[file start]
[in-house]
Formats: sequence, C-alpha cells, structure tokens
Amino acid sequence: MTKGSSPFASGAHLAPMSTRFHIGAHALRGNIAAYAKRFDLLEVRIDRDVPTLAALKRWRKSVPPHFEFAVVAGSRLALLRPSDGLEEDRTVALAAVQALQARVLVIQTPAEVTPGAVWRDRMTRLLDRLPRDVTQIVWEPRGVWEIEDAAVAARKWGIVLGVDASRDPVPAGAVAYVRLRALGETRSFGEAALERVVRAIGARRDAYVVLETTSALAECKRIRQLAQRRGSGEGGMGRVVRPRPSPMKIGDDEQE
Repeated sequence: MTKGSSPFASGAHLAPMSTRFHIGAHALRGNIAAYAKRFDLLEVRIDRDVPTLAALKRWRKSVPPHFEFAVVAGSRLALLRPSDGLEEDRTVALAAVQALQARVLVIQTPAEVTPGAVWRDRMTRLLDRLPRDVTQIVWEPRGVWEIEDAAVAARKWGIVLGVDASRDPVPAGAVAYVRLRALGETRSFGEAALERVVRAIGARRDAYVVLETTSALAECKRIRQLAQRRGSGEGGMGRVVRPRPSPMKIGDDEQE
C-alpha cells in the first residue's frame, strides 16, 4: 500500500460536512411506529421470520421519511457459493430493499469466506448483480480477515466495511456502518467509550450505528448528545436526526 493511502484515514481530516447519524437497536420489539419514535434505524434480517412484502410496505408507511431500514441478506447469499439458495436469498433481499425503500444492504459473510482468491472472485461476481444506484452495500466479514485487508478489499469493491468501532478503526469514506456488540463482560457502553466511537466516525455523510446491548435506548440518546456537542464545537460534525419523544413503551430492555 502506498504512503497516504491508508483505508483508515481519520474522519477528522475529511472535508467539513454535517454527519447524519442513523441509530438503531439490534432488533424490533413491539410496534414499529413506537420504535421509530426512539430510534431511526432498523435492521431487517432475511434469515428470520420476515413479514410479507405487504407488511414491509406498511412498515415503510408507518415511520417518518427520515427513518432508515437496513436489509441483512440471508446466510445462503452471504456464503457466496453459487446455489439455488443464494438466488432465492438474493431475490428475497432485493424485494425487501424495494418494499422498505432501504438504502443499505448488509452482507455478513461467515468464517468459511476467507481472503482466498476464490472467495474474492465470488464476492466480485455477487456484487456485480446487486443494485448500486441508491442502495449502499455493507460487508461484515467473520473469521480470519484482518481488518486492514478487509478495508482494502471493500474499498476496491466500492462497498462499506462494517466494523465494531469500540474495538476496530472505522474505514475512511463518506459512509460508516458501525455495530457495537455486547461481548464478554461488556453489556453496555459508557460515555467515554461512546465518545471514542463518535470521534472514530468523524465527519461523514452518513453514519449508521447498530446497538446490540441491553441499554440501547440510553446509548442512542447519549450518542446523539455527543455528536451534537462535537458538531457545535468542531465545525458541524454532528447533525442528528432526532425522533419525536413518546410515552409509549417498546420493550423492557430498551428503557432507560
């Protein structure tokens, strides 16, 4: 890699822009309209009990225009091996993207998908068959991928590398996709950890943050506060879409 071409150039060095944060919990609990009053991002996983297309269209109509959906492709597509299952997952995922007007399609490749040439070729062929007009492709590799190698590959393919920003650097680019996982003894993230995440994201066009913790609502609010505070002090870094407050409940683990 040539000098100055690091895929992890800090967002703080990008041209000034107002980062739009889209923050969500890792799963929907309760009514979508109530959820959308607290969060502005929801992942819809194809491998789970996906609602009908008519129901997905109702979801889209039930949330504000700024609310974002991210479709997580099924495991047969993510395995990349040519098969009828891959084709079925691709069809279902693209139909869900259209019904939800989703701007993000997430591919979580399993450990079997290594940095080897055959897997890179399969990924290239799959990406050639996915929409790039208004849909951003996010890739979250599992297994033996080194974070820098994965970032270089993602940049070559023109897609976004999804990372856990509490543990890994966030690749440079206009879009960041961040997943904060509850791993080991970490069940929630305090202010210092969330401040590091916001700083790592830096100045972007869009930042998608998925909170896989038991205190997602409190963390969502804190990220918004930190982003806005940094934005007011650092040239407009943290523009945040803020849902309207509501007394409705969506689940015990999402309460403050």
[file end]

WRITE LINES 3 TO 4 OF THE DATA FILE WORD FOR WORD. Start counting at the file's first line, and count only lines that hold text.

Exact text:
Amino acid sequence: MTKGSSPFASGAHLAPMSTRFHIGAHALRGNIAAYAKRFDLLEVRIDRDVPTLAALKRWRKSVPPHFEFAVVAGSRLALLRPSDGLEEDRTVALAAVQALQARVLVIQTPAEVTPGAVWRDRMTRLLDRLPRDVTQIVWEPRGVWEIEDAAVAARKWGIVLGVDASRDPVPAGAVAYVRLRALGETRSFGEAALERVVRAIGARRDAYVVLETTSALAECKRIRQLAQRRGSGEGGMGRVVRPRPSPMKIGDDEQE
Repeated sequence: MTKGSSPFASGAHLAPMSTRFHIGAHALRGNIAAYAKRFDLLEVRIDRDVPTLAALKRWRKSVPPHFEFAVVAGSRLALLRPSDGLEEDRTVALAAVQALQARVLVIQTPAEVTPGAVWRDRMTRLLDRLPRDVTQIVWEPRGVWEIEDAAVAARKWGIVLGVDASRDPVPAGAVAYVRLRALGETRSFGEAALERVVRAIGARRDAYVVLETTSALAECKRIRQLAQRRGSGEGGMGRVVRPRPSPMKIGDDEQE